Paula Kahumbu, executive director of Wildlife Direct, said in a statement, “Hunting for pleasure is not something that Africans share with our rich western counterparts. We have a deep cultural and spiritual connection to our wildlife, and Africans reject the arrogance of people with big money.”
The global outcry after Cecil’s death is shining a brighter light on what opponents of the trophy hunting industry have been claiming, that trophy hunting threatens vulnerable species all across sub-Saharan Africa. Hunting is banned in Kenya and Botswana, which rely on income from the tourists who come to shoot wildlife — with their cameras. Many more countries allow trophy hunting, including South Africa, Namibia, and Tanzania, claiming that it benefits local communities and funnels the larger fees from the hunters back into conservation.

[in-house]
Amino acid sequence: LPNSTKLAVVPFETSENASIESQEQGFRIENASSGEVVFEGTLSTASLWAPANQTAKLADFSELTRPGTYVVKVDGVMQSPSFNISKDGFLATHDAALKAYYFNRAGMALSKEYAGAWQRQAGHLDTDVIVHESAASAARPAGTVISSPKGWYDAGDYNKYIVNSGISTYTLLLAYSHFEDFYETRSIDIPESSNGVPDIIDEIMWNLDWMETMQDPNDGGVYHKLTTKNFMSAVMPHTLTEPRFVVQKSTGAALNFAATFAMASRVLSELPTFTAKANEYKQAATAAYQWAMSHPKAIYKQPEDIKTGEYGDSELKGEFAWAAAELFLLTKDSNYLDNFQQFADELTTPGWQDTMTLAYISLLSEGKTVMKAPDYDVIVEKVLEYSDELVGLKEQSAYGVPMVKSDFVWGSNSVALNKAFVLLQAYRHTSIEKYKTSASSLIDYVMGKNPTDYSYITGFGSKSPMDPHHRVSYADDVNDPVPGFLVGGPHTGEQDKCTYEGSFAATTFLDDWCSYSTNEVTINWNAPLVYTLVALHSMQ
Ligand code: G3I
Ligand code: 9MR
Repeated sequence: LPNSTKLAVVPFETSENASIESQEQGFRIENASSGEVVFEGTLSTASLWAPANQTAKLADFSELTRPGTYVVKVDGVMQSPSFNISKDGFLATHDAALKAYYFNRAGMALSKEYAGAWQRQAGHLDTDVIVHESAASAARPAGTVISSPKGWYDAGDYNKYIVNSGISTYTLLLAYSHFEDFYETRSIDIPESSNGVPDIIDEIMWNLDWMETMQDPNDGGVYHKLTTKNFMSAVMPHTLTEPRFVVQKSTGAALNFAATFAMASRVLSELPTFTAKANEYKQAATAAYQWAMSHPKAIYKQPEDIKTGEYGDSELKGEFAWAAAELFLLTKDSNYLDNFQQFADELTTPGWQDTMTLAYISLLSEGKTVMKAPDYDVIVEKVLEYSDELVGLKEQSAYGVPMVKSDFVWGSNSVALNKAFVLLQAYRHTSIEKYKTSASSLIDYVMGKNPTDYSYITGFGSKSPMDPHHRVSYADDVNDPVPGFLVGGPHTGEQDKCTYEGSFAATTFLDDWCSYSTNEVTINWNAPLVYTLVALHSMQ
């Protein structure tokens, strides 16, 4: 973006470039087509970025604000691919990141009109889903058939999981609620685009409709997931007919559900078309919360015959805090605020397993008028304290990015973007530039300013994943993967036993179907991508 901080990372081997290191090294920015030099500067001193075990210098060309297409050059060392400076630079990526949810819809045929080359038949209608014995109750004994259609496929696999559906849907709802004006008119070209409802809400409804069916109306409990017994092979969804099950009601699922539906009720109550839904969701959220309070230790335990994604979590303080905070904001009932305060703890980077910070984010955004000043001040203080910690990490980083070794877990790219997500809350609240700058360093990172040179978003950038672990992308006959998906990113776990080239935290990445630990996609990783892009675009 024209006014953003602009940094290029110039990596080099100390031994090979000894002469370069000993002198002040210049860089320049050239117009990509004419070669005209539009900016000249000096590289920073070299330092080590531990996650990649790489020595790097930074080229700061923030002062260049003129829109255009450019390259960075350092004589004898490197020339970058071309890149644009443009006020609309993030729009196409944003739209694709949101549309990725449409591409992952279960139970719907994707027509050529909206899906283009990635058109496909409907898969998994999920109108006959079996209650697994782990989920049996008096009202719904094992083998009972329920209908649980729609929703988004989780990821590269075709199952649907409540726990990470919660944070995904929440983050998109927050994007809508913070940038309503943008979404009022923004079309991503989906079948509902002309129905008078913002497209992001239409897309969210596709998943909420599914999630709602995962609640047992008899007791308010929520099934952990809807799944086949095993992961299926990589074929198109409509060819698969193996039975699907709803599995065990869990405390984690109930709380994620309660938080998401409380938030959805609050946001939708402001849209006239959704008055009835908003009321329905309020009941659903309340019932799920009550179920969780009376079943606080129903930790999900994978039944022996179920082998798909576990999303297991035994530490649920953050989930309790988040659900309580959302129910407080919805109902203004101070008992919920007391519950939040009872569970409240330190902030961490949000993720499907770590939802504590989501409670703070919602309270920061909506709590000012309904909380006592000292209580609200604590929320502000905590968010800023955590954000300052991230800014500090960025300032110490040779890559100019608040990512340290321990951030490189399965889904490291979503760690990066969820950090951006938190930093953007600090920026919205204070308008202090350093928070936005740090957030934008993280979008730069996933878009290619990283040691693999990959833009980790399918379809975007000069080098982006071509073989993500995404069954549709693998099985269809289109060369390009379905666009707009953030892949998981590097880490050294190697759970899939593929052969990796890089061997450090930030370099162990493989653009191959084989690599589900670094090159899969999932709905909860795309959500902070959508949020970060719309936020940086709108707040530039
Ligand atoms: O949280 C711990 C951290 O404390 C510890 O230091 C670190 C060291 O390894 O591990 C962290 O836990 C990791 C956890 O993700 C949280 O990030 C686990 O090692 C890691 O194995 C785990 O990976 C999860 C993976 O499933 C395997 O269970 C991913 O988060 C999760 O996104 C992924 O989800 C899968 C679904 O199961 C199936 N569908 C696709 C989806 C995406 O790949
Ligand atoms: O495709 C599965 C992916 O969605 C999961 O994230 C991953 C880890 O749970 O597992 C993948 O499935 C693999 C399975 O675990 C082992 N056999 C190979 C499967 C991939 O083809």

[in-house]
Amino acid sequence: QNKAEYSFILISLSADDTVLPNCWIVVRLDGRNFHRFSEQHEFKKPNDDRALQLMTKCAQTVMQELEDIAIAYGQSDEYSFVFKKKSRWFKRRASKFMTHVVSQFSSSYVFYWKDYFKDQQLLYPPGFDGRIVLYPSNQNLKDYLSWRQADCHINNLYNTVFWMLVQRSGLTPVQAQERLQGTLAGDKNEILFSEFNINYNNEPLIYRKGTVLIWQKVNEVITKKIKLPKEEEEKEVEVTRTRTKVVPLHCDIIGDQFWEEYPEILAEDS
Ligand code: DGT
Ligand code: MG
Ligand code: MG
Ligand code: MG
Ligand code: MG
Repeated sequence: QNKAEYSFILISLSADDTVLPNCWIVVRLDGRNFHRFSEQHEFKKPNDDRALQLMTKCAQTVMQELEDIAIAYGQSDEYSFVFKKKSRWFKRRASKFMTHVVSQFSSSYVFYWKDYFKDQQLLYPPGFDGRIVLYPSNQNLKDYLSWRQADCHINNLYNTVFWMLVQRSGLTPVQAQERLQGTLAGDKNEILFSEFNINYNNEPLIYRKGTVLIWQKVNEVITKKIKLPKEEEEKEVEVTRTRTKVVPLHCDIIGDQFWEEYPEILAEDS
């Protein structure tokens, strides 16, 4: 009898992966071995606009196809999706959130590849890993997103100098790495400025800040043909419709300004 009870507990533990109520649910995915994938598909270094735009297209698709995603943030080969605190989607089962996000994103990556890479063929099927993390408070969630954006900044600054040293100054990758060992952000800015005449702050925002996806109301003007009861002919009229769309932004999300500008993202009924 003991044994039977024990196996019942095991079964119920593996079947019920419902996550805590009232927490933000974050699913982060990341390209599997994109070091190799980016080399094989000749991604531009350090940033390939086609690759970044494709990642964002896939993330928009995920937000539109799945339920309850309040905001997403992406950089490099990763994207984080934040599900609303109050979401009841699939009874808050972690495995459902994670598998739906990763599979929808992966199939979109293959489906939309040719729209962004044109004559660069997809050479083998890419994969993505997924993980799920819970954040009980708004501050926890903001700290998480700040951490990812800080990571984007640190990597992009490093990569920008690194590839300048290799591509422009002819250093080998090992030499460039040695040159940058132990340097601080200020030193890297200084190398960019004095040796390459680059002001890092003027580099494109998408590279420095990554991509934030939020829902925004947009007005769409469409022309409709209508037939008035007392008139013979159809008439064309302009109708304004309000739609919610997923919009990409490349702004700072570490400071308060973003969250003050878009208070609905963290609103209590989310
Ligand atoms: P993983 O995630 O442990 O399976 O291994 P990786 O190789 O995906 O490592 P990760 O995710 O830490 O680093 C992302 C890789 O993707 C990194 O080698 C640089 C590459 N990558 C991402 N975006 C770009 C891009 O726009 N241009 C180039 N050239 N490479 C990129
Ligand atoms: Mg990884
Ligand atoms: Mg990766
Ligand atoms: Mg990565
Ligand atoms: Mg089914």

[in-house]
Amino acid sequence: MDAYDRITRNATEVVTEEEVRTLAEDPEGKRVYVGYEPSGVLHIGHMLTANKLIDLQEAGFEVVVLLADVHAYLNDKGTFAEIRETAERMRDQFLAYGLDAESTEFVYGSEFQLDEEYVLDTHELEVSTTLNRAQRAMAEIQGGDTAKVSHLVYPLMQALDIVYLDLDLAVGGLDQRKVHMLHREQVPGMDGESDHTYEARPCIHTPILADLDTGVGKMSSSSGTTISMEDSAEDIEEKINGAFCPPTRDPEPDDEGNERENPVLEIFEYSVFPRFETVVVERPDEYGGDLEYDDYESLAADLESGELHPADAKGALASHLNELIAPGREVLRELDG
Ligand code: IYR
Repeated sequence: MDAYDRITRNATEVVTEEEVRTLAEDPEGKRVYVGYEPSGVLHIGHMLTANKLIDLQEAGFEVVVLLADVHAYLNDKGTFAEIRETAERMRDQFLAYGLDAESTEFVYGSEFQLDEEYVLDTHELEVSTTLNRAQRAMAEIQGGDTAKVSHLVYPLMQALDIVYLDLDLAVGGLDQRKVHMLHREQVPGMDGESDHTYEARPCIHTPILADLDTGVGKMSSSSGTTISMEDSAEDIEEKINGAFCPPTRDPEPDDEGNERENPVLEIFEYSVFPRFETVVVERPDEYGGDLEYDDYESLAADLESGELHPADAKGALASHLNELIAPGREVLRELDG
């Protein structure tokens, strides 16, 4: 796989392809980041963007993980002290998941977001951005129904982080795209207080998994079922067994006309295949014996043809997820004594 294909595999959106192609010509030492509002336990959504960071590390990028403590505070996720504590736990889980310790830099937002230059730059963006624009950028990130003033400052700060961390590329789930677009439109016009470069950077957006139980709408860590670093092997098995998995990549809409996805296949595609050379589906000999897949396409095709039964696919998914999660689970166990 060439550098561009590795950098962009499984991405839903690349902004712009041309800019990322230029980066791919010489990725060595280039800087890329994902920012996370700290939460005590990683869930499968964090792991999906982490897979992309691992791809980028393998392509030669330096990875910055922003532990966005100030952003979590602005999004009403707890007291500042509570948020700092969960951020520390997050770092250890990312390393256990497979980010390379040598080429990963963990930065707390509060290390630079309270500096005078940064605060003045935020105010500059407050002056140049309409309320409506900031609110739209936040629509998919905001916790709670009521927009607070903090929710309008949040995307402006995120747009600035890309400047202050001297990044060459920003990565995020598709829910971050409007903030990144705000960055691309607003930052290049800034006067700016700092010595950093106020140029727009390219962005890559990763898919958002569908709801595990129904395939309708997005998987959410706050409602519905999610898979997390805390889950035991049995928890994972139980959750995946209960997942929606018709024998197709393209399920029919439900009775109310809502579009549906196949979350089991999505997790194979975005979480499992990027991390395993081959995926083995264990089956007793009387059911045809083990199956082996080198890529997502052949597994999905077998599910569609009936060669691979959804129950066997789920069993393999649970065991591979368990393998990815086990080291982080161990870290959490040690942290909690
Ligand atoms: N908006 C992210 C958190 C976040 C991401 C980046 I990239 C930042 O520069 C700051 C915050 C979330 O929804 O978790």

Jeff Flocken, the North American director for the International Fund for Animal Welfare, says there’s no proof in the claims that trophy hunting brings millions of dollars in revenue to local people in poor communities. The pro-hunting International Council for Game and Wildlife Conservation have reported that only 3 percent of revenue from trophy hunting ever makes it to the communities affected by hunting. The rest is funneled to national governments or foreign-based outfitters.
“Trophy hunting is a practice that has well passed its sell-by date in the West,” says Kahumbu. “It’s a barbaric, uncivilized practice that has not benefited Africans or conservation. The deep grieving and heartbreak that is exploding across social media reveals that despite the deep poverty in Africa, many Africans are not motivated just by money.”